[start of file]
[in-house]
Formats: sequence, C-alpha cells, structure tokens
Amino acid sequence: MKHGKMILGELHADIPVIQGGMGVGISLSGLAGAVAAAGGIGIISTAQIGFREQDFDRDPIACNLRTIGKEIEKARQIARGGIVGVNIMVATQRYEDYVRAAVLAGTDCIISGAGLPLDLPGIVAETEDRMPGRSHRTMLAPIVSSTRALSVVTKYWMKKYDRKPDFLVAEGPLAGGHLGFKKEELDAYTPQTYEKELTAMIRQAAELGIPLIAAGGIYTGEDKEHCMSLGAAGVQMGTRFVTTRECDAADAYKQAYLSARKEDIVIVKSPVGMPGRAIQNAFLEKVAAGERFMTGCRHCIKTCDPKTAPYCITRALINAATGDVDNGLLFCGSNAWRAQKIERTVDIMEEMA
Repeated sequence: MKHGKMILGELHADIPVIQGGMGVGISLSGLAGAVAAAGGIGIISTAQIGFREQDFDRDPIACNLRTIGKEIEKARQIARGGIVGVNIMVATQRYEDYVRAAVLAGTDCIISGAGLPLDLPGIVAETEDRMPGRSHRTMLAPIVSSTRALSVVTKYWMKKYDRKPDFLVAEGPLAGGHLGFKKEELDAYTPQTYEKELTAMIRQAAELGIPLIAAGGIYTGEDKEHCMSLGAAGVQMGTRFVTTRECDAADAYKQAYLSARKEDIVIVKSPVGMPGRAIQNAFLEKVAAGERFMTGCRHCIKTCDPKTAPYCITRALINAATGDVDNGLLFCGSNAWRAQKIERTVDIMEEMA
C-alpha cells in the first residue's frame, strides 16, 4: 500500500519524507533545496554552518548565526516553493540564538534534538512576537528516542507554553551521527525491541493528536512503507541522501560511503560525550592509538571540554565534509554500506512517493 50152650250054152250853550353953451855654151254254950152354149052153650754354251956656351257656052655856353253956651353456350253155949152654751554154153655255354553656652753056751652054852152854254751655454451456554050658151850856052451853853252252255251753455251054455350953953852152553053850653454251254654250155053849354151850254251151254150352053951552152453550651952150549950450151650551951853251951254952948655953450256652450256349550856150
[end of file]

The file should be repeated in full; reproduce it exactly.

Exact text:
[in-house]
Formats: sequence, C-alpha cells, structure tokens
Amino acid sequence: MKHGKMILGELHADIPVIQGGMGVGISLSGLAGAVAAAGGIGIISTAQIGFREQDFDRDPIACNLRTIGKEIEKARQIARGGIVGVNIMVATQRYEDYVRAAVLAGTDCIISGAGLPLDLPGIVAETEDRMPGRSHRTMLAPIVSSTRALSVVTKYWMKKYDRKPDFLVAEGPLAGGHLGFKKEELDAYTPQTYEKELTAMIRQAAELGIPLIAAGGIYTGEDKEHCMSLGAAGVQMGTRFVTTRECDAADAYKQAYLSARKEDIVIVKSPVGMPGRAIQNAFLEKVAAGERFMTGCRHCIKTCDPKTAPYCITRALINAATGDVDNGLLFCGSNAWRAQKIERTVDIMEEMA
Repeated sequence: MKHGKMILGELHADIPVIQGGMGVGISLSGLAGAVAAAGGIGIISTAQIGFREQDFDRDPIACNLRTIGKEIEKARQIARGGIVGVNIMVATQRYEDYVRAAVLAGTDCIISGAGLPLDLPGIVAETEDRMPGRSHRTMLAPIVSSTRALSVVTKYWMKKYDRKPDFLVAEGPLAGGHLGFKKEELDAYTPQTYEKELTAMIRQAAELGIPLIAAGGIYTGEDKEHCMSLGAAGVQMGTRFVTTRECDAADAYKQAYLSARKEDIVIVKSPVGMPGRAIQNAFLEKVAAGERFMTGCRHCIKTCDPKTAPYCITRALINAATGDVDNGLLFCGSNAWRAQKIERTVDIMEEMA
C-alpha cells in the first residue's frame, strides 16, 4: 500500500519524507533545496554552518548565526516553493540564538534534538512576537528516542507554553551521527525491541493528536512503507541522501560511503560525550592509538571540554565534509554500506512517493 50152650250054152250853550353953451855654151254254950152354149052153650754354251956656351257656052655856353253956651353456350253155949152654751554154153655255354553656652753056751652054852152854254751655454451456554050658151850856052451853853252252255251753455251054455350953953852152553053850653454251254654250155053849354151850254251151254150352053951552152453550651952150549950450151650551951853251951254952948655953450256652450256349550856150